Matt of Footnotes2Plato has been discussing R. Scott Bakker's Blind Brain Theory. I have conversed with him as well some time back. I think I have finally realized what is motivating many of RSB's pronouncements.
It came to me: Bakker is running with a common implication of the supervenience hypothesis that states that mind or phenomenal consciousness is an "layer" over a physical substrate. Since only the physical substrate or neurobiology is causally efficacious, then the mind is along for the ride.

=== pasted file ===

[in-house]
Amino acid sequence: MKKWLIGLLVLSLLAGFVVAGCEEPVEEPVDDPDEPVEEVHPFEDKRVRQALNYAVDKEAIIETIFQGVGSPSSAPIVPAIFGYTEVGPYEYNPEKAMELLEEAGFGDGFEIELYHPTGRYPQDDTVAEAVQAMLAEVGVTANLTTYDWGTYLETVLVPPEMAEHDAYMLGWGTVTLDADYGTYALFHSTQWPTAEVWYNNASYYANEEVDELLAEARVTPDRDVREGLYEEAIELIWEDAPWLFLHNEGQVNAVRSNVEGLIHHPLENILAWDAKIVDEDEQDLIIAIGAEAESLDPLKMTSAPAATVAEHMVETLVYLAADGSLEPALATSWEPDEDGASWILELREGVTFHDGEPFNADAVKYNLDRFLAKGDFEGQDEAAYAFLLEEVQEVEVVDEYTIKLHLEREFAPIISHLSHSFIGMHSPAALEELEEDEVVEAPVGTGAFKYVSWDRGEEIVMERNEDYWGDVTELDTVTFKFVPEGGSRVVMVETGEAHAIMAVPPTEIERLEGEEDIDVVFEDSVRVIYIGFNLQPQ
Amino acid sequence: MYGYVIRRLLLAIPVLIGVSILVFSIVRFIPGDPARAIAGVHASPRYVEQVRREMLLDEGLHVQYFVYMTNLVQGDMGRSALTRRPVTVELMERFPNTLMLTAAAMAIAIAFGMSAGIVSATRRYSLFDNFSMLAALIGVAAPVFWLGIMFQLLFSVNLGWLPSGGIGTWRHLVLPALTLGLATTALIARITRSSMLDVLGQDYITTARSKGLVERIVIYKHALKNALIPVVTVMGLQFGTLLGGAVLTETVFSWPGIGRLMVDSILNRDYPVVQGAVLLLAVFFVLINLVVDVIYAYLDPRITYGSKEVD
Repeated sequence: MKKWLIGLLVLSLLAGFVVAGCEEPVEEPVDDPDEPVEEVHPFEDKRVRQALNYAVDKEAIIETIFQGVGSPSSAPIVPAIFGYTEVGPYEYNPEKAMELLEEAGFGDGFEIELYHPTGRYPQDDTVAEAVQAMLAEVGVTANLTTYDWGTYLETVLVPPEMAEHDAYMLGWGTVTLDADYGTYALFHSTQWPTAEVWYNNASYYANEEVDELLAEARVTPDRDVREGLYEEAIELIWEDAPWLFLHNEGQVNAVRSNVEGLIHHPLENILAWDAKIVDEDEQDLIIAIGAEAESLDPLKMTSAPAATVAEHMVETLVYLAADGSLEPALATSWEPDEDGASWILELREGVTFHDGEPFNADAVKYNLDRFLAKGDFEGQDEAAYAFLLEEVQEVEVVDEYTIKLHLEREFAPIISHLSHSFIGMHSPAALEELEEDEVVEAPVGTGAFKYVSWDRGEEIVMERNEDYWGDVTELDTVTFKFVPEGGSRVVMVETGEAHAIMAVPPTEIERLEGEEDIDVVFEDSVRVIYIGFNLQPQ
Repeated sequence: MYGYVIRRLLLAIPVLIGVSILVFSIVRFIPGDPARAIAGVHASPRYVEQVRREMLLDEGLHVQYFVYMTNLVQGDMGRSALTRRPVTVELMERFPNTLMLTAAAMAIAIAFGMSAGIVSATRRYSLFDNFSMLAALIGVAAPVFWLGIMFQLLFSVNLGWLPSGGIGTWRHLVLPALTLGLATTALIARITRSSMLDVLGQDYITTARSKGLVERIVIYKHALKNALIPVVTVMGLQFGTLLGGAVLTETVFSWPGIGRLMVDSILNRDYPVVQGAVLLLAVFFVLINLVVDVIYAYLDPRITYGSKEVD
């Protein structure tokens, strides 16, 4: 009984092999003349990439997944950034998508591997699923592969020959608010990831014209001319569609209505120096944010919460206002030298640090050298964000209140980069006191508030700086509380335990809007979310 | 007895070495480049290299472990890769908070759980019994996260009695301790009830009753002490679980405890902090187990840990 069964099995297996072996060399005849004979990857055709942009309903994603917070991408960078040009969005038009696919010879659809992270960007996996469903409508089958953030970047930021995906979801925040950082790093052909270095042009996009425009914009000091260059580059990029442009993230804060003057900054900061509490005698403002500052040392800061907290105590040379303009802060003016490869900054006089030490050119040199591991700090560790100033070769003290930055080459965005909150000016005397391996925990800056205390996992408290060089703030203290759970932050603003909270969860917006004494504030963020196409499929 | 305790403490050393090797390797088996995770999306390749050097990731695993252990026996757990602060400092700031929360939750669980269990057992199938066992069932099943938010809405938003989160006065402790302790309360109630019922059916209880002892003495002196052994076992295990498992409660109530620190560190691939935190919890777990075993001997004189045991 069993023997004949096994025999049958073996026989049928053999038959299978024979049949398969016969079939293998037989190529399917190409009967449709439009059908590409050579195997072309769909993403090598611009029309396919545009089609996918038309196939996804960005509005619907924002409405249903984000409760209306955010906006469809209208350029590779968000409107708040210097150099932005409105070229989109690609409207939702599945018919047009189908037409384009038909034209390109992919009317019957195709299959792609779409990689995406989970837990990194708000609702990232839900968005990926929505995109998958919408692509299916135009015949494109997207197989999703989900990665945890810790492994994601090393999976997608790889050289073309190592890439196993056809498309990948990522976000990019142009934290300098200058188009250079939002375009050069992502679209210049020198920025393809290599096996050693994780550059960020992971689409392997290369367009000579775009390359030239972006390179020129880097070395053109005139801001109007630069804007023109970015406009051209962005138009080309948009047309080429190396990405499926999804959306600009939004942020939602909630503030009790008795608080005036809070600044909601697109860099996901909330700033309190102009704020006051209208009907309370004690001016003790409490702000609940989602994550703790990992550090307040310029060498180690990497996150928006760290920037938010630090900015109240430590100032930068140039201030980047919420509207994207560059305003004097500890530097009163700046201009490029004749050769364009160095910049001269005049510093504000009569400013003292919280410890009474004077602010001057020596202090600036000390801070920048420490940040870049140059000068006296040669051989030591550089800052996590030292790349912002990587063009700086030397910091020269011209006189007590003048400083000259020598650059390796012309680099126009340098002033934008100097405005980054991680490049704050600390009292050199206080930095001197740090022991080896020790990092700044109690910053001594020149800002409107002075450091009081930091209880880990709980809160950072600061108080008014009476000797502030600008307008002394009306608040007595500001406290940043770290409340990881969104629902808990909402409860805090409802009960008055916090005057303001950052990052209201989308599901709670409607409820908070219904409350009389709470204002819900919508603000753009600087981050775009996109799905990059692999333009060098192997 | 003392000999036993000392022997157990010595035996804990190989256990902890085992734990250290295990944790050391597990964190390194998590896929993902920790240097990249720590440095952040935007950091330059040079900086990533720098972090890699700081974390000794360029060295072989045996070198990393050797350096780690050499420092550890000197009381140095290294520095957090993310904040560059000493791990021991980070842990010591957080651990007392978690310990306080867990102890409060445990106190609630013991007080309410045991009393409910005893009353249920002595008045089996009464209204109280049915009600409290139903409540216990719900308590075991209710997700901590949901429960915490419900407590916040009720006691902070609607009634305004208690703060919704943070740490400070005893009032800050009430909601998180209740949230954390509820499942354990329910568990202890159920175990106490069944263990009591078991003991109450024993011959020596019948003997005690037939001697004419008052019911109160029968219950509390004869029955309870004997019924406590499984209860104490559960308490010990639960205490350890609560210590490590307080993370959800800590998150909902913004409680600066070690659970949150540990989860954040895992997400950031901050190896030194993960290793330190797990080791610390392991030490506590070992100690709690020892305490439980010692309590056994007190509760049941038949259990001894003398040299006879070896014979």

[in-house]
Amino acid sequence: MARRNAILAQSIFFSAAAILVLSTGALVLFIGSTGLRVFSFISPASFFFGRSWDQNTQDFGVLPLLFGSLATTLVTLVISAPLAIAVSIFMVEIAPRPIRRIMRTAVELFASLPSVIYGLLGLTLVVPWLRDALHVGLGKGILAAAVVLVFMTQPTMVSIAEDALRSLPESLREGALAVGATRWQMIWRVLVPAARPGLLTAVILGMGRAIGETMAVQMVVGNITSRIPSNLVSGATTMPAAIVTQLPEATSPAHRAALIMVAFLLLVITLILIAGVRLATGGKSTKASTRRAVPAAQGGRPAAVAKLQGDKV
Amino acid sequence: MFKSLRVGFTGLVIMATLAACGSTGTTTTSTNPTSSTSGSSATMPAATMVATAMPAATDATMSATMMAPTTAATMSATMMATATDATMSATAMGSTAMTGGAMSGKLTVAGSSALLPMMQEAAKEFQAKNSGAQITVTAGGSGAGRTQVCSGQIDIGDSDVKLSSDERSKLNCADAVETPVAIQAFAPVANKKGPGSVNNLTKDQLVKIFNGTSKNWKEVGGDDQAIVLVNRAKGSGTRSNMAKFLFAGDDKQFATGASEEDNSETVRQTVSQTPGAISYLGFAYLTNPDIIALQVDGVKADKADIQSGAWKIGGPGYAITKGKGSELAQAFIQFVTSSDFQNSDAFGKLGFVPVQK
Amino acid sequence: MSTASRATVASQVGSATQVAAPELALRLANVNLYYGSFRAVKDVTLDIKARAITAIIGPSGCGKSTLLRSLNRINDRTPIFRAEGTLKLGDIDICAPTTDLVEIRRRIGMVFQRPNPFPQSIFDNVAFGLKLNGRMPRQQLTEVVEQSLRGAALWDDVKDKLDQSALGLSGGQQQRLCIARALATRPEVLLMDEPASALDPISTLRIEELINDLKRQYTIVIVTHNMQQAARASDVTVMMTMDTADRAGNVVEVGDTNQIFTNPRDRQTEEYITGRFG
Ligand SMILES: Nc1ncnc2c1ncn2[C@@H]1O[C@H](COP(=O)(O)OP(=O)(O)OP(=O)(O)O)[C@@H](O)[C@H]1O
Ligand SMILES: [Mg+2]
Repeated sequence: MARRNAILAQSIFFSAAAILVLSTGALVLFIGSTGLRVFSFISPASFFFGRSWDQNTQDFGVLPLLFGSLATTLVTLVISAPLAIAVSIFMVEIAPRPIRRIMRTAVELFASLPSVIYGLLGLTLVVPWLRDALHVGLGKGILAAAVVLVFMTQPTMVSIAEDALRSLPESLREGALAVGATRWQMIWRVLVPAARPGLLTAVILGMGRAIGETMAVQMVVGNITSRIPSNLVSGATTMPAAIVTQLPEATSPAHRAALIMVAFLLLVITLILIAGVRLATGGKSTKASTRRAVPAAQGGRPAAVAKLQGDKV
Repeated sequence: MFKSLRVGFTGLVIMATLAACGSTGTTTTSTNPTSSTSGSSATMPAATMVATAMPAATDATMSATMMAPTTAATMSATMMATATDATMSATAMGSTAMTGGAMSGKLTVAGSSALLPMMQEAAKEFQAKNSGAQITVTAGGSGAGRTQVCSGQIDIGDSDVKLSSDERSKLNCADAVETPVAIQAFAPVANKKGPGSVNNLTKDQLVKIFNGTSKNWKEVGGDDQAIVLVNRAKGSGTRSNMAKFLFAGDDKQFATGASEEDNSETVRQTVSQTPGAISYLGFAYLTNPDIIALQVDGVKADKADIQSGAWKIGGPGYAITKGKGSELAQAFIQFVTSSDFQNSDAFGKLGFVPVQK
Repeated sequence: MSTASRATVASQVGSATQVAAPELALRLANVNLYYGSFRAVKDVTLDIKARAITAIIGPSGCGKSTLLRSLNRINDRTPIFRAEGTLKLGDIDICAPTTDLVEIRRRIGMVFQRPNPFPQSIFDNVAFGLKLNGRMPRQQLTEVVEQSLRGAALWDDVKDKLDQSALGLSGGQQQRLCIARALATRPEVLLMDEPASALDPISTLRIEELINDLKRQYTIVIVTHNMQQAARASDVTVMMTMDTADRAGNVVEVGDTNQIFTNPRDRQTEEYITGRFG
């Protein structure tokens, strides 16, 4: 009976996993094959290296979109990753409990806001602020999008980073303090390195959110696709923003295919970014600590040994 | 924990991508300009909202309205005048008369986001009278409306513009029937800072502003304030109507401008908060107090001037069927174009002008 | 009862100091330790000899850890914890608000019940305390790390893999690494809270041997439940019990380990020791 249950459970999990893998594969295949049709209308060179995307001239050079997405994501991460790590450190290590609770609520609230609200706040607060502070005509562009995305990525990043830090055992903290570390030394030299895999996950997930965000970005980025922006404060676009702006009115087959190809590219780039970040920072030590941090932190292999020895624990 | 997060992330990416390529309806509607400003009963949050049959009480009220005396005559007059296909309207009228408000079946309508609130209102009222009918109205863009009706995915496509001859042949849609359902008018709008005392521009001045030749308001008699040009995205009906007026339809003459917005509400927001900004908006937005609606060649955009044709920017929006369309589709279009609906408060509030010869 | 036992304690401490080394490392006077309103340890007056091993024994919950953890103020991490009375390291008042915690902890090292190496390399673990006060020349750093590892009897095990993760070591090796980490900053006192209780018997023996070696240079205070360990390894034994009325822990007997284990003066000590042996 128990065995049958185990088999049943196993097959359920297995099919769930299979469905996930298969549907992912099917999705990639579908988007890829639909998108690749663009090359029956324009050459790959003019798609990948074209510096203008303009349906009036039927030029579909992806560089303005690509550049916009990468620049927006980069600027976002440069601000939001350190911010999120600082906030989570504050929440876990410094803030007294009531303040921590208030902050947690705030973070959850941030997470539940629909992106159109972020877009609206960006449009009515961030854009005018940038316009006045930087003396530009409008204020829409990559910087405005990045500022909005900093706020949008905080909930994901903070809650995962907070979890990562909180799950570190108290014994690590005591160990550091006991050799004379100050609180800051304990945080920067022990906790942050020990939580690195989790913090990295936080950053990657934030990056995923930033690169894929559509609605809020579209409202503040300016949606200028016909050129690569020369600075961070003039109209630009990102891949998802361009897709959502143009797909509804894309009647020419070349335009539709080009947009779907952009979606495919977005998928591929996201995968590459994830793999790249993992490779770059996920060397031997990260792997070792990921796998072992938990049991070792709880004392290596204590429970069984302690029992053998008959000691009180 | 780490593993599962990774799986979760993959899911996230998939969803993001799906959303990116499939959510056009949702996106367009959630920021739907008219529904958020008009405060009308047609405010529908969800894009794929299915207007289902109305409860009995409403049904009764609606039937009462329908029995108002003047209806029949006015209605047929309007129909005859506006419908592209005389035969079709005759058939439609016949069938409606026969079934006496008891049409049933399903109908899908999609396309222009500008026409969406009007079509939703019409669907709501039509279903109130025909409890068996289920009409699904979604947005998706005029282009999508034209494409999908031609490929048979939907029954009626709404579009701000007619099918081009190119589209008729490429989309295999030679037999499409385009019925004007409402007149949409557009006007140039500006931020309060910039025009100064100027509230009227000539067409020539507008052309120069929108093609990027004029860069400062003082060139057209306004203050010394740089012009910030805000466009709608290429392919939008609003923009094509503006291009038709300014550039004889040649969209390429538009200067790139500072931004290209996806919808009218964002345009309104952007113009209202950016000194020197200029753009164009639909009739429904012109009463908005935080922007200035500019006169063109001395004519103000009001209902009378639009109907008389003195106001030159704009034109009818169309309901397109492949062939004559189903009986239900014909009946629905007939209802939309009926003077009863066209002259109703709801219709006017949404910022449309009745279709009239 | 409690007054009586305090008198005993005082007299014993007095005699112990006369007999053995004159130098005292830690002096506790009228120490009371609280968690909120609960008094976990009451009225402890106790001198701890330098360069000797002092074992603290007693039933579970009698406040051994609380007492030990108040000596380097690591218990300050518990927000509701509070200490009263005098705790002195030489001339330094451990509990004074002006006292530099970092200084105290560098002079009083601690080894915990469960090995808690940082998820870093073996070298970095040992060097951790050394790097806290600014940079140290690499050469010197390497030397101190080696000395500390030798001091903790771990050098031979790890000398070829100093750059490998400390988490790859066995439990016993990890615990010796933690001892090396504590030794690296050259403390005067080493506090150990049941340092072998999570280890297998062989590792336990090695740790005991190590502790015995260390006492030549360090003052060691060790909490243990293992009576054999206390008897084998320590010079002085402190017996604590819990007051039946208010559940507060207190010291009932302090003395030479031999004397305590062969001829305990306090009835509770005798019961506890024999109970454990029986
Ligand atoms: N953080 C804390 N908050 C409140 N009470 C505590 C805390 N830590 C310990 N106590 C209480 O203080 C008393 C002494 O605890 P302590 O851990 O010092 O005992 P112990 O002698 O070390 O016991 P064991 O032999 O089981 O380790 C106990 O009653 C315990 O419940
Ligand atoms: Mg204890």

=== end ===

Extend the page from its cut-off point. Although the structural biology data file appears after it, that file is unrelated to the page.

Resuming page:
The problem is that, assuming this is an sufficient depiction, he must prove that supervenience is true. However, he seems more interested in espousing the wondrous consequences of the idea than in defending it. Moreover, hard supervenience is on the decline.
A follow-up problem is that Bakker could do a better job of accomodating an audience that denies the standard supervenience model--that would be myself among others--and other common theories about mind. That is, his defenses of BBT are toothless against an interlocutor that has alternative presuppositions.
I have pointed this out before in conversations with him, but now I'm being more direct.